The Large Underground Xenon Experiment

This shielding is a necessity when one is looking for very rare events such as dark matter particle interactions with ordinary matter. Unfortunately, some backgrounds are much harder to shield against. At the surface of the Earth, cosmic rays originating from outer space are constantly bombarding us with a flux of about 100 per square meter per second. Those very high energy, charged, subatomic particles are extremely penetrating, and the only way to protect against them to the degree that is required for a rare event search such as a dark matter experiment is to put kilometers of material between them and the detector. That is why a location such as the Sanford Underground Research Facility (SURF) is particularly attractive. One mile underground, the flux of cosmic rays is reduced by a factor of a million compared to the surface, which makes them just manageable.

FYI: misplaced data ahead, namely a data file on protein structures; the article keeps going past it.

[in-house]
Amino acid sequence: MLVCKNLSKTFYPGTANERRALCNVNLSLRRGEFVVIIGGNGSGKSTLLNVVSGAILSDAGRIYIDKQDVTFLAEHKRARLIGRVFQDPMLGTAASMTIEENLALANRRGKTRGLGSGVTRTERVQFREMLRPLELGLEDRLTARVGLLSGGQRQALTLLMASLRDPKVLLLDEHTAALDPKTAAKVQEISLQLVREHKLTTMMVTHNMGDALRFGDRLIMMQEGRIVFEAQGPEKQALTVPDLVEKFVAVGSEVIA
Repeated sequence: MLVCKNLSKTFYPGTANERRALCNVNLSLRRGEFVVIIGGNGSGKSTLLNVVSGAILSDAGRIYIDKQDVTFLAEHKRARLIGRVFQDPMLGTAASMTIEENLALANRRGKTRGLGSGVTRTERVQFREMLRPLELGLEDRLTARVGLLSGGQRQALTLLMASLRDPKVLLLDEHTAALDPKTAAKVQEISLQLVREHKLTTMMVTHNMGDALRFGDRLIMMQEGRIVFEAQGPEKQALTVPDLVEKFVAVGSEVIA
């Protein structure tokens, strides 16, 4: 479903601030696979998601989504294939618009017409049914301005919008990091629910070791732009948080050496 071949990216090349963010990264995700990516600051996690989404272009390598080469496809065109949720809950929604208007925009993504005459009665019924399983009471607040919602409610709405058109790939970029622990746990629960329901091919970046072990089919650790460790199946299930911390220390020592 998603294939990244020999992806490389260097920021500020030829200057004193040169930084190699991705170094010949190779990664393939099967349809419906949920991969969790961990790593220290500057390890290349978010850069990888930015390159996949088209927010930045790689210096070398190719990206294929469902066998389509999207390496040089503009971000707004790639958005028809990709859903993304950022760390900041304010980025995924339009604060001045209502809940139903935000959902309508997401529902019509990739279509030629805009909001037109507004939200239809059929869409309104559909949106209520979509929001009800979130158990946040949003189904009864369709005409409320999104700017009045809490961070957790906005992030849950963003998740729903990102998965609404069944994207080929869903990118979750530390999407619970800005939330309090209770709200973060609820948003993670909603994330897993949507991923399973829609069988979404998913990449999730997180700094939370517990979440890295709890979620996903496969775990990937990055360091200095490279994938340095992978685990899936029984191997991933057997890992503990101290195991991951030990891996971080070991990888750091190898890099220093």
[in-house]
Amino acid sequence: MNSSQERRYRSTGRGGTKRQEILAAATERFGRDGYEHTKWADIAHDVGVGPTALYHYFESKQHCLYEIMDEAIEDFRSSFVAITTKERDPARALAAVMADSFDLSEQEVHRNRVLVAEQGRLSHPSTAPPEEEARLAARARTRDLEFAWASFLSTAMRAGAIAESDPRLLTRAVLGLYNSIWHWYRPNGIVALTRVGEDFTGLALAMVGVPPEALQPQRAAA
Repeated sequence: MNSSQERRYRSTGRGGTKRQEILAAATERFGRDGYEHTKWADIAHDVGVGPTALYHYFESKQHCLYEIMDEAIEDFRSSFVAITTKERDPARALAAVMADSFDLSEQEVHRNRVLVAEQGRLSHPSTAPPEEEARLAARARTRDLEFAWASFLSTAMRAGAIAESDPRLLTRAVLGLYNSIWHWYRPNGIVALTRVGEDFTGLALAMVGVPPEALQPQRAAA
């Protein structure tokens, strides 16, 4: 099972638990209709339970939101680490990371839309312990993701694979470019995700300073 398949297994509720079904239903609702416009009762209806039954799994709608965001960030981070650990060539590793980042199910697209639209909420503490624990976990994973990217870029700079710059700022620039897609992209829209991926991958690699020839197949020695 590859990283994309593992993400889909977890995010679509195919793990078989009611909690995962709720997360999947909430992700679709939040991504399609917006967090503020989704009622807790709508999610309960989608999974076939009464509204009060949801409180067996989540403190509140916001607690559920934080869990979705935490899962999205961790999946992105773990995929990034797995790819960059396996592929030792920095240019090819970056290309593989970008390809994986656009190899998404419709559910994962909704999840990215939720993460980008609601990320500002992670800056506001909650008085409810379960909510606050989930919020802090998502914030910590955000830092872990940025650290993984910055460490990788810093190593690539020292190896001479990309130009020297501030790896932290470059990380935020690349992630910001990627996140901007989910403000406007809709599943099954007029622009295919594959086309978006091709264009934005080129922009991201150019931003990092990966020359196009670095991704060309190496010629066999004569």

There are many additional design features one can employ to improve a dark matter detector’s sensitivity, and several technologies have been explored over the past 20 years. The LUX dark matter detector was operated at the Sanford Laboratory in the new Davis laboratory, which was completed in the spring of 2012. LUX was a time-projection chamber, a traditional detector design dating back to the 1970s, which allows 3D positioning of interactions occurring within its active volume. LUX used 368 kilograms of liquefied ultra-pure xenon, which is a scintillator: interactions inside the xenon will create an amount of light proportional to the amount of energy deposited. That light can be collected on arrays of light detectors sensitive to a single photon, lending the LUX detector a low enough energy threshold to stand a good chance of detecting the tiny bump of a dark matter particle with an atom of xenon.